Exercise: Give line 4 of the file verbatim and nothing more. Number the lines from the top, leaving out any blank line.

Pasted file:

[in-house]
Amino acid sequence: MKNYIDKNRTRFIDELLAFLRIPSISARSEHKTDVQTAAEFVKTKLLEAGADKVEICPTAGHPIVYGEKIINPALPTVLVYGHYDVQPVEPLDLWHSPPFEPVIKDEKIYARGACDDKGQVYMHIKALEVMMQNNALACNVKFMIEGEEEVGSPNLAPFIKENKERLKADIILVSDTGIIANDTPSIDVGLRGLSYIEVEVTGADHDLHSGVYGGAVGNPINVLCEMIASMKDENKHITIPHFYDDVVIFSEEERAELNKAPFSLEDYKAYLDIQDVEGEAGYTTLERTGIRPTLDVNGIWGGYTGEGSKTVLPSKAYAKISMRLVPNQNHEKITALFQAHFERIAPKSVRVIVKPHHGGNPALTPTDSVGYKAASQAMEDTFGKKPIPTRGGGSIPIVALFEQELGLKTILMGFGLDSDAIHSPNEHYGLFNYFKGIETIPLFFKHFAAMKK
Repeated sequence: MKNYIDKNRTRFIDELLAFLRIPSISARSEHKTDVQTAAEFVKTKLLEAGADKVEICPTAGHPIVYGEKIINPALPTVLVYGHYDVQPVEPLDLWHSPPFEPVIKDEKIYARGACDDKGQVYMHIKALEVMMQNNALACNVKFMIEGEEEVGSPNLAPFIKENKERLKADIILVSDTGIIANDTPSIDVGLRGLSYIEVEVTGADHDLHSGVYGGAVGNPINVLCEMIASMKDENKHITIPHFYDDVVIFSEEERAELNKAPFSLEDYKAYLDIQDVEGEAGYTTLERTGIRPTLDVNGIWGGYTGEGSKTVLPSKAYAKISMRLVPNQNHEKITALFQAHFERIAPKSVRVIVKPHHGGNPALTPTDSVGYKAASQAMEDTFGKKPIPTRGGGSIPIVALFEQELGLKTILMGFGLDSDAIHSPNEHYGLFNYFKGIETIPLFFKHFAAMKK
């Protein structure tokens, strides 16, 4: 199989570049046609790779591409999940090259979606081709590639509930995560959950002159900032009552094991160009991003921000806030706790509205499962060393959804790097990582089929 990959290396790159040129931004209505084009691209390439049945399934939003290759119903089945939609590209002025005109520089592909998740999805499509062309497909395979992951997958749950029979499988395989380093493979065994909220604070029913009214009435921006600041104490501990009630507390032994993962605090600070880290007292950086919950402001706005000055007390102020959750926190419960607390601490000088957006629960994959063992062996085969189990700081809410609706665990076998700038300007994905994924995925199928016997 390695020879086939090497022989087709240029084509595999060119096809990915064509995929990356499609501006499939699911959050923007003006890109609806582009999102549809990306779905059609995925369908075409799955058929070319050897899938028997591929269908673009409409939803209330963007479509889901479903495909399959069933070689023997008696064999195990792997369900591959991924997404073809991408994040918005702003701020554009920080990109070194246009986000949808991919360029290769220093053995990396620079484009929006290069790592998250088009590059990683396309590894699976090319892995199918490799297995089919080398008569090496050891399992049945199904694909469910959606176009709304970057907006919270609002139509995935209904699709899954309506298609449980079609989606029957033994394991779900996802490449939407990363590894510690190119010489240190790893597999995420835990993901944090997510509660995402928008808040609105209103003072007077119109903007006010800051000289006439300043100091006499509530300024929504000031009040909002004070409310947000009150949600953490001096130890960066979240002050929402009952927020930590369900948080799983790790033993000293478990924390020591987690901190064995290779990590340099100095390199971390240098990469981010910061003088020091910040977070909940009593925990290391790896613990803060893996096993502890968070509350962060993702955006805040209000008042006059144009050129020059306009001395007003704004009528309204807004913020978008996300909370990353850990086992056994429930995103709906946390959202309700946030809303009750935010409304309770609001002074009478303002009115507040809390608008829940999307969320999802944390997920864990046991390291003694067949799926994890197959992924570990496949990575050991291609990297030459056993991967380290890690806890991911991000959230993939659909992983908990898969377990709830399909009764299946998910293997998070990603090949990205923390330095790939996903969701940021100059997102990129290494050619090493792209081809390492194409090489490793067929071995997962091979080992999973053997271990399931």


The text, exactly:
């Protein structure tokens, strides 16, 4: 199989570049046609790779591409999940090259979606081709590639509930995560959950002159900032009552094991160009991003921000806030706790509205499962060393959804790097990582089929 990959290396790159040129931004209505084009691209390439049945399934939003290759119903089945939609590209002025005109520089592909998740999805499509062309497909395979992951997958749950029979499988395989380093493979065994909220604070029913009214009435921006600041104490501990009630507390032994993962605090600070880290007292950086919950402001706005000055007390102020959750926190419960607390601490000088957006629960994959063992062996085969189990700081809410609706665990076998700038300007994905994924995925199928016997 390695020879086939090497022989087709240029084509595999060119096809990915064509995929990356499609501006499939699911959050923007003006890109609806582009999102549809990306779905059609995925369908075409799955058929070319050897899938028997591929269908673009409409939803209330963007479509889901479903495909399959069933070689023997008696064999195990792997369900591959991924997404073809991408994040918005702003701020554009920080990109070194246009986000949808991919360029290769220093053995990396620079484009929006290069790592998250088009590059990683396309590894699976090319892995199918490799297995089919080398008569090496050891399992049945199904694909469910959606176009709304970057907006919270609002139509995935209904699709899954309506298609449980079609989606029957033994394991779900996802490449939407990363590894510690190119010489240190790893597999995420835990993901944090997510509660995402928008808040609105209103003072007077119109903007006010800051000289006439300043100091006499509530300024929504000031009040909002004070409310947000009150949600953490001096130890960066979240002050929402009952927020930590369900948080799983790790033993000293478990924390020591987690901190064995290779990590340099100095390199971390240098990469981010910061003088020091910040977070909940009593925990290391790896613990803060893996096993502890968070509350962060993702955006805040209000008042006059144009050129020059306009001395007003704004009528309204807004913020978008996300909370990353850990086992056994429930995103709906946390959202309700946030809303009750935010409304309770609001002074009478303002009115507040809390608008829940999307969320999802944390997920864990046991390291003694067949799926994890197959992924570990496949990575050991291609990297030459056993991967380290890690806890991911991000959230993939659909992983908990898969377990709830399909009764299946998910293997998070990603090949990205923390330095790939996903969701940021100059997102990129290494050619090493792209081809390492194409090489490793067929071995997962091979080992999973053997271990399931």